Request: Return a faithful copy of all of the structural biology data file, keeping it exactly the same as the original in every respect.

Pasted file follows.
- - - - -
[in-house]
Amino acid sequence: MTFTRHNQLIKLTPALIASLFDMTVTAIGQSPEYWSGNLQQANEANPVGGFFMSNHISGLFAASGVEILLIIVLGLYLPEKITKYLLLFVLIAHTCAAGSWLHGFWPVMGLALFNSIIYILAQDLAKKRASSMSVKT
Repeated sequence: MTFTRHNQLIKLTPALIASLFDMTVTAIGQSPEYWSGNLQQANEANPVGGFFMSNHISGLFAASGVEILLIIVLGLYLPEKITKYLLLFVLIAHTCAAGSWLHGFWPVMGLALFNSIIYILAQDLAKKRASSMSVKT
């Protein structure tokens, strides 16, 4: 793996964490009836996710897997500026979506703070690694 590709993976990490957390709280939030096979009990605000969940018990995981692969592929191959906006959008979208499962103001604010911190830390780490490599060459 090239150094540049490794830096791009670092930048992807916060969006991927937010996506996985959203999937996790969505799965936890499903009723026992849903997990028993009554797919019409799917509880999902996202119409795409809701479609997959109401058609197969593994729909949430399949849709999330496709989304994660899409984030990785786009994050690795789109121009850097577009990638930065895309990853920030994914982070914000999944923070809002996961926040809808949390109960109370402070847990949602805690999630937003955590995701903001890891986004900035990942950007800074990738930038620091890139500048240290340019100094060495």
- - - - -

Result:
[in-house]
Amino acid sequence: MTFTRHNQLIKLTPALIASLFDMTVTAIGQSPEYWSGNLQQANEANPVGGFFMSNHISGLFAASGVEILLIIVLGLYLPEKITKYLLLFVLIAHTCAAGSWLHGFWPVMGLALFNSIIYILAQDLAKKRASSMSVKT
Repeated sequence: MTFTRHNQLIKLTPALIASLFDMTVTAIGQSPEYWSGNLQQANEANPVGGFFMSNHISGLFAASGVEILLIIVLGLYLPEKITKYLLLFVLIAHTCAAGSWLHGFWPVMGLALFNSIIYILAQDLAKKRASSMSVKT
């Protein structure tokens, strides 16, 4: 793996964490009836996710897997500026979506703070690694 590709993976990490957390709280939030096979009990605000969940018990995981692969592929191959906006959008979208499962103001604010911190830390780490490599060459 090239150094540049490794830096791009670092930048992807916060969006991927937010996506996985959203999937996790969505799965936890499903009723026992849903997990028993009554797919019409799917509880999902996202119409795409809701479609997959109401058609197969593994729909949430399949849709999330496709989304994660899409984030990785786009994050690795789109121009850097577009990638930065895309990853920030994914982070914000999944923070809002996961926040809808949390109960109370402070847990949602805690999630937003955590995701903001890891986004900035990942950007800074990738930038620091890139500048240290340019100094060495």